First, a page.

8. Brandon McNulty (USA) UAE Team Emirates at 1:13
9. Jakob Fuglsang (Den) Astana at 1:15
10. Steven Kruijswijk (Ned) Jumbo-Visma at 1:17.
Giro’20 stage 4:
INEOS Grenadiers’ Filippo Ganna won the hilly Stage 5 on Wednesday. The young Italian went with the early break and then left them to solo to the finish. João Almeida (Deceuninck – Quick-Step) held the pink jersey, finishing in third place as the GC men.
INEOS Grenadiers riders Salvatore Puccio and Filippo Ganna joined forces with Jhonatan Restrepo (Androni Giocattoli-Sidermec), Jan Tratnik (Bahrain-McLaren), Carl Fredrik Hagen (Lotto Soudal), Héctor Carretero (Movistar), Valerio Conti (UAE Emirates) and Edoardo Zardini (Vini Zabù-KTM) after 45 kilometres. After 80 kilometres, the escape reached the intermediate sprint with more than 4 minutes. The race lost Pieter Weening, who was unable to continue after his hard crash on Tuesday.
The eight leaders started the Cat 1 Valico di Montescuro, while Deceuninck – Quick-Step and Sunweb set the pace in the peloton. On the steep first kilometres of the climb, Hagen and Restrepo were the first to be dropped. Thomas De Gendt attacked with the young climber Einer Rubio on his wheel. First they picked up Restrepo and Hagen, they also caught Puccio and Conti.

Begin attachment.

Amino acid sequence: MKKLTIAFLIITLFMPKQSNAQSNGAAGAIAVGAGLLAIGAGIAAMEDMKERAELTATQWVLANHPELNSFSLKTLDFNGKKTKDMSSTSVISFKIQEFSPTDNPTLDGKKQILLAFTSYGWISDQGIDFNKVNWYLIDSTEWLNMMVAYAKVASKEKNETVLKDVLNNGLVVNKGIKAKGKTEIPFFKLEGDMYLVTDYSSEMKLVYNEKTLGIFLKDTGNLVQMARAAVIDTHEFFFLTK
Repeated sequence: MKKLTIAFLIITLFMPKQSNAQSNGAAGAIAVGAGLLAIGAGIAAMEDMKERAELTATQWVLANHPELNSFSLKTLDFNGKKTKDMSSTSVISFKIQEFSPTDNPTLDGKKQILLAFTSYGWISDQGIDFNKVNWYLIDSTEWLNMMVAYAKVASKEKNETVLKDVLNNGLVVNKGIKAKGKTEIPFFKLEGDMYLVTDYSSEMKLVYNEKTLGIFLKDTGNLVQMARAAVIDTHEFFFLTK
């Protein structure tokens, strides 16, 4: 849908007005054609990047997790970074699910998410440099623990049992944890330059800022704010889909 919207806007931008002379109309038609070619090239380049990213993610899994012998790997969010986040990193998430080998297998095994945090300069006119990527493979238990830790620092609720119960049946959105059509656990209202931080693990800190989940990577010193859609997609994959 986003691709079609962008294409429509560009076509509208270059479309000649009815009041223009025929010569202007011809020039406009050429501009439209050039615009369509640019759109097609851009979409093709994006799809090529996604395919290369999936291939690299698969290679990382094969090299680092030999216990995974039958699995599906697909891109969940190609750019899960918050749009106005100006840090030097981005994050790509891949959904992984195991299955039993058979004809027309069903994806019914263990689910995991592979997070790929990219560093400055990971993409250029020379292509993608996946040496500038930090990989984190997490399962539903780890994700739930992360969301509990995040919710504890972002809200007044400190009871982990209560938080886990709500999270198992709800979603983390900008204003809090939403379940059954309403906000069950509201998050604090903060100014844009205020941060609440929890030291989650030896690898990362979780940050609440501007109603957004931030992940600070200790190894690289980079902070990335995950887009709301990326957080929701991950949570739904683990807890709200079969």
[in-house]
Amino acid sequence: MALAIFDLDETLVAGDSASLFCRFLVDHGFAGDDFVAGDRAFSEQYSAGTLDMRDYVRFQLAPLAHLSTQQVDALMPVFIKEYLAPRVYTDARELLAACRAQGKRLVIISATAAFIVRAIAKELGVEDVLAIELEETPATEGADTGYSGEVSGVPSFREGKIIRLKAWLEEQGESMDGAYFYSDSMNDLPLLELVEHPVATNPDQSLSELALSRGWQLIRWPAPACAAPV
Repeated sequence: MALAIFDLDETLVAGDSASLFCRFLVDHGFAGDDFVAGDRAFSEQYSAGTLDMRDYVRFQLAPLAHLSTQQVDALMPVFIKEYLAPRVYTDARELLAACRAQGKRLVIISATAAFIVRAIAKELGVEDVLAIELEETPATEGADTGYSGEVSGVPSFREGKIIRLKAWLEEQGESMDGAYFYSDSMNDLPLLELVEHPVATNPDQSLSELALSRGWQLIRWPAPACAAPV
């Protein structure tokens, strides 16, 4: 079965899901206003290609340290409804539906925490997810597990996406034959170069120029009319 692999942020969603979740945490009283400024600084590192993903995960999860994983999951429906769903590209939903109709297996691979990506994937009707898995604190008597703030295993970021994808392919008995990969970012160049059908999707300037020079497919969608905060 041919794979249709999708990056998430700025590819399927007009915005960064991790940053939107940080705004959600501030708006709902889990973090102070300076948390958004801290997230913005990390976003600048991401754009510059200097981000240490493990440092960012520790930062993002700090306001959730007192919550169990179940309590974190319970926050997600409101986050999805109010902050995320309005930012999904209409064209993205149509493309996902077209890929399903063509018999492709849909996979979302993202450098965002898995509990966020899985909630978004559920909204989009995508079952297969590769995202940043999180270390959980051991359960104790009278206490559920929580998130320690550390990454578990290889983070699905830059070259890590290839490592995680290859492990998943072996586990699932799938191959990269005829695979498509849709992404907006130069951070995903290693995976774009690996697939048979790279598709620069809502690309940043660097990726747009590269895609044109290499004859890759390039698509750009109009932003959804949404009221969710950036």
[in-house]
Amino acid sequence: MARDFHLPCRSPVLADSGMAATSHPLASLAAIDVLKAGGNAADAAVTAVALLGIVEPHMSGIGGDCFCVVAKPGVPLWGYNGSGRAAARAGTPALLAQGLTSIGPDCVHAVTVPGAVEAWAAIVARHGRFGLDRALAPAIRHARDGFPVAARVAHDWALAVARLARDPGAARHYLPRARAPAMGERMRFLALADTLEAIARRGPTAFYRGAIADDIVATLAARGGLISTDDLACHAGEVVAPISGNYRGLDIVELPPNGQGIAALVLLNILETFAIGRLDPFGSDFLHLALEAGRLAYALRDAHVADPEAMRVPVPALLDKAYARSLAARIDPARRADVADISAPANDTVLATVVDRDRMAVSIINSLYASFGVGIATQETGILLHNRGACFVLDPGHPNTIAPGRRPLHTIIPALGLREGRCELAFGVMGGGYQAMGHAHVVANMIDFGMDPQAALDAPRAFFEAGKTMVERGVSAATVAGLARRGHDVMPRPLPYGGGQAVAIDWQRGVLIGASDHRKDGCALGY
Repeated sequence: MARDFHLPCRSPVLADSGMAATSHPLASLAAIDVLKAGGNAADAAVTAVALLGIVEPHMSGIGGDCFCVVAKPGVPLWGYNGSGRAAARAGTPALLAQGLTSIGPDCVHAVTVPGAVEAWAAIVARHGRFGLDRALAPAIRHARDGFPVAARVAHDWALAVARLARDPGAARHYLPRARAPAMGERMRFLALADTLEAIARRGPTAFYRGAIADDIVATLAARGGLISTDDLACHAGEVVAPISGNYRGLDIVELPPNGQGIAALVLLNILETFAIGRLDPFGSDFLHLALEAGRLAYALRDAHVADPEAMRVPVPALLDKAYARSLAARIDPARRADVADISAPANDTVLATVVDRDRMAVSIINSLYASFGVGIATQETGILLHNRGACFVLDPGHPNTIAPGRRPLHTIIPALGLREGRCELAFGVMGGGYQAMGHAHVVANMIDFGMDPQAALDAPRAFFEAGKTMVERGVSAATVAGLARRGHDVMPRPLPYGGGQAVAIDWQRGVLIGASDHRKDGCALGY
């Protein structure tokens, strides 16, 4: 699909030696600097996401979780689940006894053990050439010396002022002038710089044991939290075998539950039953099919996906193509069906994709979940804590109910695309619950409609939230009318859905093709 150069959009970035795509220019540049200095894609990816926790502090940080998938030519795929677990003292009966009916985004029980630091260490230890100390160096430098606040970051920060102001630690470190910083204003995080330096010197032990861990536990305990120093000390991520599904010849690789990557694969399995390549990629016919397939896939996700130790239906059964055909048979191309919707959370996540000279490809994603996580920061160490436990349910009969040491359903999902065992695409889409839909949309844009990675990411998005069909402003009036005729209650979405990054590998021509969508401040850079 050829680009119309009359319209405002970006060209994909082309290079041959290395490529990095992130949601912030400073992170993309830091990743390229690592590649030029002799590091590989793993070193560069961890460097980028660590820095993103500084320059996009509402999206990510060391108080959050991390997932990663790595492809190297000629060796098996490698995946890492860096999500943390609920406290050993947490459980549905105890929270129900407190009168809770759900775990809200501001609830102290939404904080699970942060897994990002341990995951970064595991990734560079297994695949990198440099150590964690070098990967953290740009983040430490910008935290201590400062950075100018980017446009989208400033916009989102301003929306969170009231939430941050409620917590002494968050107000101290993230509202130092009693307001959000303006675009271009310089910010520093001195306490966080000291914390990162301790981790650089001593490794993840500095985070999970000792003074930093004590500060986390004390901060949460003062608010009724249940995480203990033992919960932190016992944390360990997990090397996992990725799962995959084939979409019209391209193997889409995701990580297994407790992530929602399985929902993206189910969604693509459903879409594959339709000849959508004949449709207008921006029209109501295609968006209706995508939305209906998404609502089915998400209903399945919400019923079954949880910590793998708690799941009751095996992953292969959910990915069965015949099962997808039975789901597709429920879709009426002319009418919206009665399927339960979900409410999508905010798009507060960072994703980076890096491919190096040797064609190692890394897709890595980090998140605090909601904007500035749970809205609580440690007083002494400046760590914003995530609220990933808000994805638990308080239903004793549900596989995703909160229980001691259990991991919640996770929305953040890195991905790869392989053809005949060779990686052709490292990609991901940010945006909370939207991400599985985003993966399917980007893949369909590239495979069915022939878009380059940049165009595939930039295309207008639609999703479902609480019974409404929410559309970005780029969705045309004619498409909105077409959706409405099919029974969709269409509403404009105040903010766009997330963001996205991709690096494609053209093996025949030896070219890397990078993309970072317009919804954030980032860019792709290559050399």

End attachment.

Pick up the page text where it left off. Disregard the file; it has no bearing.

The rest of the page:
Carretero, Ganna and Zandini turned out to have the strongest legs at the front. Just over half-way up the climb, De Gendt and Rubio caught the front riders. De Gendt was on a mission, that was clear, and only Rubio and Ganna could follow the powerful pace of the Lotto Soudal rider. Five kilometres from the top, it was the Italian from INEOS Grenadiers who managed to drop his companions.